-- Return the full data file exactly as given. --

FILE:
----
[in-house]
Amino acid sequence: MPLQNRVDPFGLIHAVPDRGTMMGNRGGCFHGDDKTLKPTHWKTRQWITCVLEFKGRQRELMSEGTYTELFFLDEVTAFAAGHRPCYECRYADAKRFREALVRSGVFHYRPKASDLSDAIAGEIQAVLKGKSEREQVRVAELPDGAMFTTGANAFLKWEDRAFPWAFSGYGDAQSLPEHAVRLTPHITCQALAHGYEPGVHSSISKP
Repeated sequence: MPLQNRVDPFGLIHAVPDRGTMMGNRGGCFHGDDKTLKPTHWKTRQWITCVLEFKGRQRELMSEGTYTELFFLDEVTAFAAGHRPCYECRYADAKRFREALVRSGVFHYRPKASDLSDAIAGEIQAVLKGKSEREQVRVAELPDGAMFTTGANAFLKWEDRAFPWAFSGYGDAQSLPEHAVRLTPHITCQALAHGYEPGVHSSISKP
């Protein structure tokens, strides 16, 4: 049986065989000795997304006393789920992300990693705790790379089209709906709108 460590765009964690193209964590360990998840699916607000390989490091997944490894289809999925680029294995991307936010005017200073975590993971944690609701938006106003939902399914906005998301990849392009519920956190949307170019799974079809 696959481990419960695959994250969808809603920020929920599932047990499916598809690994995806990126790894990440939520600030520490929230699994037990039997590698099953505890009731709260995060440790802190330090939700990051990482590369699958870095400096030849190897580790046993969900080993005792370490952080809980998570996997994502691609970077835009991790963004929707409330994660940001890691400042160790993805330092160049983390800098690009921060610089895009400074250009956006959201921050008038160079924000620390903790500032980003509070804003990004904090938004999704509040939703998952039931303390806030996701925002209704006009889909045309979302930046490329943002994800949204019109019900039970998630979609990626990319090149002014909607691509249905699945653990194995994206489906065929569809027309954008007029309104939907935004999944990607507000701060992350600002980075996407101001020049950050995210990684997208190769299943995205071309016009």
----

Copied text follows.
[in-house]
Amino acid sequence: MPLQNRVDPFGLIHAVPDRGTMMGNRGGCFHGDDKTLKPTHWKTRQWITCVLEFKGRQRELMSEGTYTELFFLDEVTAFAAGHRPCYECRYADAKRFREALVRSGVFHYRPKASDLSDAIAGEIQAVLKGKSEREQVRVAELPDGAMFTTGANAFLKWEDRAFPWAFSGYGDAQSLPEHAVRLTPHITCQALAHGYEPGVHSSISKP
Repeated sequence: MPLQNRVDPFGLIHAVPDRGTMMGNRGGCFHGDDKTLKPTHWKTRQWITCVLEFKGRQRELMSEGTYTELFFLDEVTAFAAGHRPCYECRYADAKRFREALVRSGVFHYRPKASDLSDAIAGEIQAVLKGKSEREQVRVAELPDGAMFTTGANAFLKWEDRAFPWAFSGYGDAQSLPEHAVRLTPHITCQALAHGYEPGVHSSISKP
């Protein structure tokens, strides 16, 4: 049986065989000795997304006393789920992300990693705790790379089209709906709108 460590765009964690193209964590360990998840699916607000390989490091997944490894289809999925680029294995991307936010005017200073975590993971944690609701938006106003939902399914906005998301990849392009519920956190949307170019799974079809 696959481990419960695959994250969808809603920020929920599932047990499916598809690994995806990126790894990440939520600030520490929230699994037990039997590698099953505890009731709260995060440790802190330090939700990051990482590369699958870095400096030849190897580790046993969900080993005792370490952080809980998570996997994502691609970077835009991790963004929707409330994660940001890691400042160790993805330092160049983390800098690009921060610089895009400074250009956006959201921050008038160079924000620390903790500032980003509070804003990004904090938004999704509040939703998952039931303390806030996701925002209704006009889909045309979302930046490329943002994800949204019109019900039970998630979609990626990319090149002014909607691509249905699945653990194995994206489906065929569809027309954008007029309104939907935004999944990607507000701060992350600002980075996407101001020049950050995210990684997208190769299943995205071309016009």